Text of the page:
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Con crim Pro Cheat Sheet (DRAFT) by

This is a draft cheat sheet. It is a work in progress and is not finished yet.

What is a Search?

1. Right Actor
Government Actor. 14th Amendment
2. Right Target
Verdu­go-­Uqu­idez: Even non-ci­tizen. Person with a meaningful connection with the U.S. Community
3. Is it a search?
Touchs­tone: Reason­abl­eness
4th Amendm­ent
-Protects Persons, Houses, Papers, Effects from unreas­onable searches and seizures (Arbitrary Gov't Intrusion)
-4th Amdt applied to states via the 14th Amdt DP Clause
Whether police collection of (evidence) is a search because if a search, need warrant first or presum­ptively unreas­onable.
Presum­ptively unreas­onable in the absence of a warrant
Two tests whether or not a search:
1. Jones: Trespass plus intent to obtain inform­ation
2. Katz (Harlan's concurring opinion): Reasonable expect­ation of privacy subjec­tively held.
1. Trespass
2. Intent to obtain inform­ation
--Alit­o/S­oto­mayor concur­rences
Highlight length of search and how intimate details of one's life are revealed when GPSed for 28 days, hence crossing line of REOP.
--Soto­mayor concur­rence
Phone records turn into a search because of the huge amount of data (life details) that could be revealed. Privacy shouldn't be treated as a discrete commodity.
1. Subjective Expect­ation of Privacy
2. Reasonable Expect­ation of Privacy
Katz majority, Maryland v. Smith
What one knowingly exposes to the public is not protected by the 4th amendment because no REOP in what one knowing exposes
1. Site ex) home
2. Steps taken to keep inform­ation private. Not knowingly exposing oneself to the public.
3. Degree of intrusion
2.No REOP when one is knowingly exposed to the public
1. White v. Maryland: in that knowingly giving telephone numbers dialed to phone company hence pen register capture of that data (metadata) is not a search because the phone co. is a 3rd party
->assumption of risk
2. Knotts: which found knowing exposure of movements on public road to not constitute a search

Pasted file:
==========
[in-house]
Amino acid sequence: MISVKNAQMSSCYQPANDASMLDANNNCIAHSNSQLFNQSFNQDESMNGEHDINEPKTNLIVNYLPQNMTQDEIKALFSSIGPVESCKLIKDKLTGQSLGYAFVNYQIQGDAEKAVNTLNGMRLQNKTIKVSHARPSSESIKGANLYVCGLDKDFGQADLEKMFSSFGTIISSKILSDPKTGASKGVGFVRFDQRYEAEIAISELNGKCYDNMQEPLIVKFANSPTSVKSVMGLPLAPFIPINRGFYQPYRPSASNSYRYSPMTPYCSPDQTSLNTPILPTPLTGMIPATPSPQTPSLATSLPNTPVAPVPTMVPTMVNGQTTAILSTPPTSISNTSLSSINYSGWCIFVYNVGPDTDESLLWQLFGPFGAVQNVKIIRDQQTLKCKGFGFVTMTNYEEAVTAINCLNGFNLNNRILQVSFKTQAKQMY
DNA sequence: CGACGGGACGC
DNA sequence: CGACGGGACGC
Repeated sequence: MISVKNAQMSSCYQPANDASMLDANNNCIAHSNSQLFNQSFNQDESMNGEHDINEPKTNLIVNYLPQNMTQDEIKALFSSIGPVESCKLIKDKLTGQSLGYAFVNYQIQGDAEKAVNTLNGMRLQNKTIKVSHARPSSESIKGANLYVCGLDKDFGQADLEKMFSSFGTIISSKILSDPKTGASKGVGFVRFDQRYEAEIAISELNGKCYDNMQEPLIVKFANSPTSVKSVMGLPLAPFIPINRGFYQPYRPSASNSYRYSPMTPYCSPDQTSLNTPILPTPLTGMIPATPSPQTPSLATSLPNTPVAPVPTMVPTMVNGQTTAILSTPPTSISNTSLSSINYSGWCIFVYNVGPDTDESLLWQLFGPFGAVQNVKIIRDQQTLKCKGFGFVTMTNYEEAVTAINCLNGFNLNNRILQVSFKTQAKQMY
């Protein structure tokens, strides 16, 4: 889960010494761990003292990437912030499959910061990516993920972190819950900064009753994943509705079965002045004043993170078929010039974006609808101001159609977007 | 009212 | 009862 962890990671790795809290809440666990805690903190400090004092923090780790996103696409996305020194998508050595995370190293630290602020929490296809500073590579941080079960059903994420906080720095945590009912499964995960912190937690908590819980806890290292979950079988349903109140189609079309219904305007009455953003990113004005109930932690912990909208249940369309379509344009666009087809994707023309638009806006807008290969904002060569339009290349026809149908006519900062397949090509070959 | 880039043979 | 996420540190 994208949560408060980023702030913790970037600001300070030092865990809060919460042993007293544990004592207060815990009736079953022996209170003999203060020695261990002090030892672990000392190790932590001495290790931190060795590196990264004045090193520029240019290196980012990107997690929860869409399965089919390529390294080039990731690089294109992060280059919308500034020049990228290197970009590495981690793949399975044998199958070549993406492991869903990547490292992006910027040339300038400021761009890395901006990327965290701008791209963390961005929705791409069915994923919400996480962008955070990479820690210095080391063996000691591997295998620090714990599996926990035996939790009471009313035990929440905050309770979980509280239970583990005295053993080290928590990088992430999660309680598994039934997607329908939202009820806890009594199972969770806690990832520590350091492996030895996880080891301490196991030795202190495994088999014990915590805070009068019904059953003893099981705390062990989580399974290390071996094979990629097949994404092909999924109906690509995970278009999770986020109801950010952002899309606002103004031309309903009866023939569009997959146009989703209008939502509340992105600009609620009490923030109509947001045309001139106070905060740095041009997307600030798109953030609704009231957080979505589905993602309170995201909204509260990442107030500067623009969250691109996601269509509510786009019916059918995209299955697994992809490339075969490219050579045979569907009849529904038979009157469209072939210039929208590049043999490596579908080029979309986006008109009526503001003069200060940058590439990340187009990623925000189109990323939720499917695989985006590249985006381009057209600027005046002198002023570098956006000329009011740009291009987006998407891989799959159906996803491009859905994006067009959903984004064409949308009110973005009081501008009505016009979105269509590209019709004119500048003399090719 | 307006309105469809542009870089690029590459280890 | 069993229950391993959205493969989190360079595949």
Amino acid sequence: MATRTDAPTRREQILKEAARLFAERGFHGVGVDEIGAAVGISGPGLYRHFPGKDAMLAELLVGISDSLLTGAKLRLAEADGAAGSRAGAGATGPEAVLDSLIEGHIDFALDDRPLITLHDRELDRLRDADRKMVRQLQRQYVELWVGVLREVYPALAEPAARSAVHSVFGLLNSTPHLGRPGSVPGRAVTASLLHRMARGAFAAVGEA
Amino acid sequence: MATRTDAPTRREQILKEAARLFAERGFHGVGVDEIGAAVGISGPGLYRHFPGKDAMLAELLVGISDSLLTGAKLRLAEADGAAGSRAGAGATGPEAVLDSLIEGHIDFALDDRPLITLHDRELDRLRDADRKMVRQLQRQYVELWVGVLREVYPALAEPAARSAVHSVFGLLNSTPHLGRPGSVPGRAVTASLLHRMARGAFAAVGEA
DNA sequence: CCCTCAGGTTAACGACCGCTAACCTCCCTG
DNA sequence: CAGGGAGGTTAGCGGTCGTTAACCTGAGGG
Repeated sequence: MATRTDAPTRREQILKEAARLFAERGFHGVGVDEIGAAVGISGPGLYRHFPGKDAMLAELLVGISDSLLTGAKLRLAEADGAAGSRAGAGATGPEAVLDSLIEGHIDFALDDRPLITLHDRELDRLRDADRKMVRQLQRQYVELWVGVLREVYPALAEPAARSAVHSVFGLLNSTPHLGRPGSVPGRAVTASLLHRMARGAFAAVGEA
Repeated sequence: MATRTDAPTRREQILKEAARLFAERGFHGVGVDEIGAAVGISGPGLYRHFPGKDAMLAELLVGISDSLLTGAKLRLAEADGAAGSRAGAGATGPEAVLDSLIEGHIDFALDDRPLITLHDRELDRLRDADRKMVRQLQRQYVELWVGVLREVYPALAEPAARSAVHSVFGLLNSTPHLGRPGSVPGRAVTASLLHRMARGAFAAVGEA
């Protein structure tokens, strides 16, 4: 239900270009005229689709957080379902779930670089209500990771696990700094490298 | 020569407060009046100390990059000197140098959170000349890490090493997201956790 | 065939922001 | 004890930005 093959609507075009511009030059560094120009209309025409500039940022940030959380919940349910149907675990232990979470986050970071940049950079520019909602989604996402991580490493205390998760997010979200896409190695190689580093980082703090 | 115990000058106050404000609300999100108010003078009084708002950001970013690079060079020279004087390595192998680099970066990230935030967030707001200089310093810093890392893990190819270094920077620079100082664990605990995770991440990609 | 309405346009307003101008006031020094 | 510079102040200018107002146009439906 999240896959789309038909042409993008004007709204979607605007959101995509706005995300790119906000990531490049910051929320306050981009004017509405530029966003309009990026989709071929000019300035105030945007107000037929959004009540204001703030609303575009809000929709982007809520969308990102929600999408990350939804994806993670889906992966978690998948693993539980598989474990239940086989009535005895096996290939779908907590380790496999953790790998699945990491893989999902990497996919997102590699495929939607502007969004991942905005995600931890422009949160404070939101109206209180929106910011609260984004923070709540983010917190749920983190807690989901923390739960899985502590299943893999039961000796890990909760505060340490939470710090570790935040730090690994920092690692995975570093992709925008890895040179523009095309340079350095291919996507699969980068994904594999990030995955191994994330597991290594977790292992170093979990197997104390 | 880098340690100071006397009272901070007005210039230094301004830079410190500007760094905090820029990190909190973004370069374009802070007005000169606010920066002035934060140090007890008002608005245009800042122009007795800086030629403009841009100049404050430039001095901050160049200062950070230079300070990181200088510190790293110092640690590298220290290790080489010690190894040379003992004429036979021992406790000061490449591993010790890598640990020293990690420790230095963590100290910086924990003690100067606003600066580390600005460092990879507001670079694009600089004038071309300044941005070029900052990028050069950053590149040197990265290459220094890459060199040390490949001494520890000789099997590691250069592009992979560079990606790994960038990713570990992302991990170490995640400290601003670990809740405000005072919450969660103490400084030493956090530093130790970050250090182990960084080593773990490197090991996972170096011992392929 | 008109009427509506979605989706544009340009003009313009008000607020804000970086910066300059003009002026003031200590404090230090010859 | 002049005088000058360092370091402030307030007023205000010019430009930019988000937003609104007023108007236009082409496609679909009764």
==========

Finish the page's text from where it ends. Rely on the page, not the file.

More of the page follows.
3. Karo: found that beeper identi­fying movement of canister inside a home was a search
Thermal Imager is a
1. Trespass 2. Intent to obtain inform­ation is a search
4. Is there a warrant?
Excl­usi­onary Rule
Bars the use of evidence gathered through an illegal search and seizure


1. Probable Cause
1. Reliab­ility
2. Basis of Knowledge (1st Hand knowledge)
2. Particular descri­ption
3. Affidavit
4. Neutra­l/D­etached Magistrate
Indivi­dua­lized Suspicion v. Arbitary classi­fic­ation of large groups
-Dog certified at a dog training faciliitiy is enough to show probable cause
- Police affidavit is automa­tically reliable
- Police state of mind, reputation w/o facts is irrelevant to PC: cannot be Basis of Knowledge


1. Neutral and Detached Magistrate
2. Probable Cause
3. Oath and Affirm­ation
4. Partic­ularity of Descri­ption (what is seized and where)
King Probable Cause at home:
1. Knock and announce
2. Get a warrant
unless had exigent of circum­stances
Search Warrant
Arrest Warran­t­(Pa­yton)
1. Must have reason to believe resident is home
2.No uncons­enual entry unless
1. Hot pursuit
2. Imminent destru­ction of evidence
3. Need to prevent a suspect's escape
4. Risk of danger to the police or to others
Excessive force
Reason­abl­eness standard: deadly force only when immediate threat to police or others. Would a reasonable police officer under same or similar circum­sta­nces.
1. When at a home, must knock and announce rule when executing a search or arrest warrant.
2. However, they may dispense with knock and announce if Police must have reasonable suspicion (belief) that knock and announce at home would be dangerous or futile or inhibit effective invest­iga­tion.
3. Even if no K&A and no rsbl suspicon: no remedy anyway
Ybarra Seizure of persons during warranted searches
1. Probable cause
2. Exigent Circum­stances
Police created exigency
Engage in or threat­ening to engage ina 4th amdt violation
Automobile Search
1. PC
2. SITLA (PC-less)
3. Inventory search
2. Automobile Exception
3. PC of Evidence of Crime inside Car/ Exigent Circum­stances
4. Inventory Search 5. Plain view Doctrine
Plain View Doctrine
1. Observe from Lawful location (with warran­t/PC)
2. Immedi­ately apparent contraband or incrim­inatory nature (=Probable Cause)
3. Lawful access (sidewalk v. being in the house)­--Scope of the Search
McAr­thur: Police can "­sei­ze" premises or thing (or maybe even a person) while waiting for a warrant? Yes, if reasonable and PC

Terry Stop

Scale of Indivi­dua­lized Suspicion
Consent (0)l--­---­BID­---­-PC­-----l (100)
Consensual Police Encounter (CPE)
Yes-Taking personal items, No- Come with/a­cco­mpany police, Ability to say no
1. Blocking door
2. Asking for permis­sion. 3. Would a reasonable person know they could decline search­/se­izure
Brief Invest­igatory Detention (BID)
1. Reasonable Suspicion "­crime is afoot"
2. Reasonable Time it takes to diligently pursue a means of invest­igation that was likely to confirm or dispel their suspcions quickly
Where is a seizure?
No longer in a public concourse
Reasonable Suspicion
1. Objective facts or circum­stances
2. Hunch
3rd Party Informants
1. TOC
2. BOK + Credib­ility
What is a seizure?
- Only by physical force or show of authority
- Only if in view of all the circum­sta­nces, a reaonable person would have believed that he was not free to leave
Show of authority
Hodari: Seizure requires that D yield/­submit to show of authority.
Illegal Seizure
If legal seizure
Must be based on reasonable suspicion
Ex) Fleeing from police in high crime area gives police reasonable suspicion

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